Implications

Results from this study call for a reevaluation for the notion that NADW formation is rather stable and vigorous during interglacial time. Sharp changes in short period of time could lead to disturbance to NADW formation, resulting in a change in global heat transport by ocean currents. This causes widespread and long-lasting impacts on our climate.

Discussion

No comments yet.

Post a Comment

Instagram

  • by oceanbites 3 weeks ago
    Not all outdoor science is fieldwork. Some of the best days in the lab can be setting up experiments, especially when you get to do it outdoors. It’s an exciting mix of problem solving, precision, preparation, and teamwork. Here is
  • by oceanbites 1 month ago
    Being on a research cruise is a unique experience with the open water, 12-hour working shifts, and close quarters, but there are some familiar practices too. Here Diana is filtering seawater to gather chlorophyll for analysis, the same process on
  • by oceanbites 3 months ago
    This week for  #WriterWednesday  on  #oceanbites  we are featuring Hannah Collins  @hannahh_irene  Hannah works with marine suspension feeding bivalves and microplastics, investigating whether ingesting microplastics causes changes to the gut microbial community or gut tissues. She hopes to keep working
  • by oceanbites 3 months ago
    Leveling up - did you know that crabs have a larval phase? These are both porcelain crabs, but the one on the right is the earlier stage. It’s massive spine makes it both difficult to eat and quite conspicuous in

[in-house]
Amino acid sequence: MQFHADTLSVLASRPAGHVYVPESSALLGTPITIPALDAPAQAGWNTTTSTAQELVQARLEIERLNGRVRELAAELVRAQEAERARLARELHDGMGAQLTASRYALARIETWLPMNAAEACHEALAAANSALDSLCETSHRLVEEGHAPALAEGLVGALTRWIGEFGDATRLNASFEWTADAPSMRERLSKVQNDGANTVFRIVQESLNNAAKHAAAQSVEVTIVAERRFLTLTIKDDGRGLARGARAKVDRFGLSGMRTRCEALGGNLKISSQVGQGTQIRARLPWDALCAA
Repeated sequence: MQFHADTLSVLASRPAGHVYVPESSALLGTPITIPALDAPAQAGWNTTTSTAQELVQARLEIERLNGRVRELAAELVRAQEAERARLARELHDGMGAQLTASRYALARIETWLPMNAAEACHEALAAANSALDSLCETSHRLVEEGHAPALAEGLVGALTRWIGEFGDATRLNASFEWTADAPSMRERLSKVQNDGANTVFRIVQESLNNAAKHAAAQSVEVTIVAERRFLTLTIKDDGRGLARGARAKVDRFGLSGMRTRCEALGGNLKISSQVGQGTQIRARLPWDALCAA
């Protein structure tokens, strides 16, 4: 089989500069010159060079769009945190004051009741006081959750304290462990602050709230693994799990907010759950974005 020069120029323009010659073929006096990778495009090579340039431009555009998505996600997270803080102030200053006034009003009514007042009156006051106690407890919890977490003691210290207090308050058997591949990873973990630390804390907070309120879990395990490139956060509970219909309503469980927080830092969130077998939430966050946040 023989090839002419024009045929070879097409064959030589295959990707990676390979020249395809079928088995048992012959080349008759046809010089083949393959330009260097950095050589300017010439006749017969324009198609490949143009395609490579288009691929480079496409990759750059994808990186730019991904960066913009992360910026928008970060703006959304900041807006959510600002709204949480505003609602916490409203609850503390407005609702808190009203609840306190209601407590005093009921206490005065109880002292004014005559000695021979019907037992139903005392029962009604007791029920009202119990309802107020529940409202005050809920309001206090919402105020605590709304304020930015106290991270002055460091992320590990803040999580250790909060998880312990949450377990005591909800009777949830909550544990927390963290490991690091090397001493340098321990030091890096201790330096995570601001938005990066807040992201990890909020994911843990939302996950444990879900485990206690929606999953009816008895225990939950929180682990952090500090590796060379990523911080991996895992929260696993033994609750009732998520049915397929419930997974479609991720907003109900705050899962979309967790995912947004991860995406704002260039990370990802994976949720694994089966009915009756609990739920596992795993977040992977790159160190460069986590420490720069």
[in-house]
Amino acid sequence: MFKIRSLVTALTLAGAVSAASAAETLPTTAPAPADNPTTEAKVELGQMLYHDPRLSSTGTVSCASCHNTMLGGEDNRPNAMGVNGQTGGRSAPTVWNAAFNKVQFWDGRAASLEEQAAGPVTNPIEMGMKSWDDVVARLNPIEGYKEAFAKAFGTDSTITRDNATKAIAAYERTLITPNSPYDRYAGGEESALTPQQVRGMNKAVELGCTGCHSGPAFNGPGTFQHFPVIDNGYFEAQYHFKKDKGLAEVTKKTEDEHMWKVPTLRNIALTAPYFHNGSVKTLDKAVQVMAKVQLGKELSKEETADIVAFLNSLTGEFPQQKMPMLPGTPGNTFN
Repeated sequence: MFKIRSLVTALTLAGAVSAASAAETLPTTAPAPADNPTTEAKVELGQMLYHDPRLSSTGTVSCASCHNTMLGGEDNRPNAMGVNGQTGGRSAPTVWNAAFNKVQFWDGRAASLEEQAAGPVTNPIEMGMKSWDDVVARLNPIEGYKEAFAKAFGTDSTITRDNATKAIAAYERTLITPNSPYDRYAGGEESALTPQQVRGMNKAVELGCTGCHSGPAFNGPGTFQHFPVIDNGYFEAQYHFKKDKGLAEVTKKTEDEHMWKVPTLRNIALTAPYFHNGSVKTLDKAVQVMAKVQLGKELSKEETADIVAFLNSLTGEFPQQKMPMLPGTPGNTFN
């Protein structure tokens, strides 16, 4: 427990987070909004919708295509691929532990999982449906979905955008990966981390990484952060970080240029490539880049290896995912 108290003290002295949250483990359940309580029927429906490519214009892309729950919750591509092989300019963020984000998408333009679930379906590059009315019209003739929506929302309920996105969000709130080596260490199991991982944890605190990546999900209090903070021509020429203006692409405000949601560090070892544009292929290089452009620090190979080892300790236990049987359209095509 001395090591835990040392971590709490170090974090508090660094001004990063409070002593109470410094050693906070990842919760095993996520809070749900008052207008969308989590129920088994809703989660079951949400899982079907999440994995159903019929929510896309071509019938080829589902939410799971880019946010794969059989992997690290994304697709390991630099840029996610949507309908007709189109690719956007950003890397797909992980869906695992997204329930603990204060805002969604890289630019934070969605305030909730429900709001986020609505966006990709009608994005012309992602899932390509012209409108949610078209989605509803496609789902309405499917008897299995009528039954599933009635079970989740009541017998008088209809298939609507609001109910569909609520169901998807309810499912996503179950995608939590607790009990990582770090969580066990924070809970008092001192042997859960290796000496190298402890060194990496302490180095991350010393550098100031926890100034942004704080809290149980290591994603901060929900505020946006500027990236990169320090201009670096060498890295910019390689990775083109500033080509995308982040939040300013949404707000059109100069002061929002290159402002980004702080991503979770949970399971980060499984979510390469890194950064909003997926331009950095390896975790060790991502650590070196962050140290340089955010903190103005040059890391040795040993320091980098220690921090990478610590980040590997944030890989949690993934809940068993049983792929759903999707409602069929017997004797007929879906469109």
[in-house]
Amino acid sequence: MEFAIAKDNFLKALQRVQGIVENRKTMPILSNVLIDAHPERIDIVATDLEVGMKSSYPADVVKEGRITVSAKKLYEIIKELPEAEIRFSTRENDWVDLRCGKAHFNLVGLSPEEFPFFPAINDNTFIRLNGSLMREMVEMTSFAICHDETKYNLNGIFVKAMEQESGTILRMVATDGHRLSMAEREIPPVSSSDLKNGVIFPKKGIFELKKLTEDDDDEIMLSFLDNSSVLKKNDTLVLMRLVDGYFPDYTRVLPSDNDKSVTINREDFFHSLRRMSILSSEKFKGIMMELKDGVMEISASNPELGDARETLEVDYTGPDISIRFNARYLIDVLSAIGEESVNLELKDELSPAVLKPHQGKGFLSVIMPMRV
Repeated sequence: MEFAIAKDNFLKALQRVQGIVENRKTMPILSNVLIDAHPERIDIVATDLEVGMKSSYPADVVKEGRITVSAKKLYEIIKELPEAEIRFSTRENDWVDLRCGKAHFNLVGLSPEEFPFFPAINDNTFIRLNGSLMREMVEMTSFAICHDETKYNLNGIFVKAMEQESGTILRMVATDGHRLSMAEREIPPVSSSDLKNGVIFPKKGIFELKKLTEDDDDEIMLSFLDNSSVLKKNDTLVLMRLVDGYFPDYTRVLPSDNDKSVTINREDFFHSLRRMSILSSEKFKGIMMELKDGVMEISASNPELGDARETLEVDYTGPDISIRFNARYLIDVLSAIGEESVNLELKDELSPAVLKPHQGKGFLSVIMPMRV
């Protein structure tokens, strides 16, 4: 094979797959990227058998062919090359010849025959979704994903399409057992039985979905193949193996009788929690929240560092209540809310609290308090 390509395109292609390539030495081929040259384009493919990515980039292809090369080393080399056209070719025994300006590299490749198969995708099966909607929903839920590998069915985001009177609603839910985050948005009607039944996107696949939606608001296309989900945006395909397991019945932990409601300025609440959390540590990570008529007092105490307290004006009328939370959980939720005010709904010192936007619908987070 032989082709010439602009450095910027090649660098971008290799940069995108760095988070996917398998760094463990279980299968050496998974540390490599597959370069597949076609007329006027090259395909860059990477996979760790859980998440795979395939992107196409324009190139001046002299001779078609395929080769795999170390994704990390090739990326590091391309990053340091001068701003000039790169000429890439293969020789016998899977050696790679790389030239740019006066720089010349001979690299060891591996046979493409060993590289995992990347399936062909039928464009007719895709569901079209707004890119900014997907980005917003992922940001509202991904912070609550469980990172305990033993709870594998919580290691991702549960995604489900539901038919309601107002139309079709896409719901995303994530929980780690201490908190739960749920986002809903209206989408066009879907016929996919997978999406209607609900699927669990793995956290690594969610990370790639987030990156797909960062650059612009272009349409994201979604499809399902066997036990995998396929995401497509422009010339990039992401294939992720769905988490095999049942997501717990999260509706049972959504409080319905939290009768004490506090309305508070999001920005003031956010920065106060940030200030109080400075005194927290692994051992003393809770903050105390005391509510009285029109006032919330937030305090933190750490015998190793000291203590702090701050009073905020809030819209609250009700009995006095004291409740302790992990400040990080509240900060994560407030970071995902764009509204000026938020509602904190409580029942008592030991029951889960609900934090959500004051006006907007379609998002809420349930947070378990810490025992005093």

• by oceanbites 3 months ago
    This week for  #WriterWednesday  on  #Oceanbites  we are featuring Cierra Braga. Cierra works ultraviolet c (UVC) to discover how this light can be used to combat biofouling, or the growth of living things, on the hulls of ships. Here, you
  • by oceanbites 3 months ago
    This week for  #WriterWednesday  at  #Oceanbites  we are featuring Elena Gadoutsis  @haysailor  These photos feature her “favorite marine research so far: From surveying tropical coral reefs, photographing dolphins and whales, and growing my own algae to expose it to different
  • by oceanbites 4 months ago
    This week for  #WriterWednesday  on Oceanbites we are featuring Eliza Oldach. According to Ellie, “I study coastal communities, and try to understand the policies and decisions and interactions and adaptations that communities use to navigate an ever-changing world. Most of
  • by oceanbites 4 months ago
    This week for  #WriterWednesday  at  #Oceanbites  we are featuring Jiwoon Park with a little photographic help from Ryan Tabata at the University of Hawaii. When asked about her research, Jiwoon wrote “Just like we need vitamins and minerals to stay
  • by oceanbites 5 months ago
    This week for  #WriterWednesday  on  #Oceanbites  we are featuring  @riley_henning  According to Riley, ”I am interested in studying small things that make a big impact in the ocean. Right now for my master's research at the University of San Diego,
  • by oceanbites 5 months ago
    This week for  #WriterWednesday  at  #Oceanbites  we are featuring Gabby Stedman. Gabby is interested in interested in understanding how many species of small-bodied animals there are in the deep-sea and where they live so we can better protect them from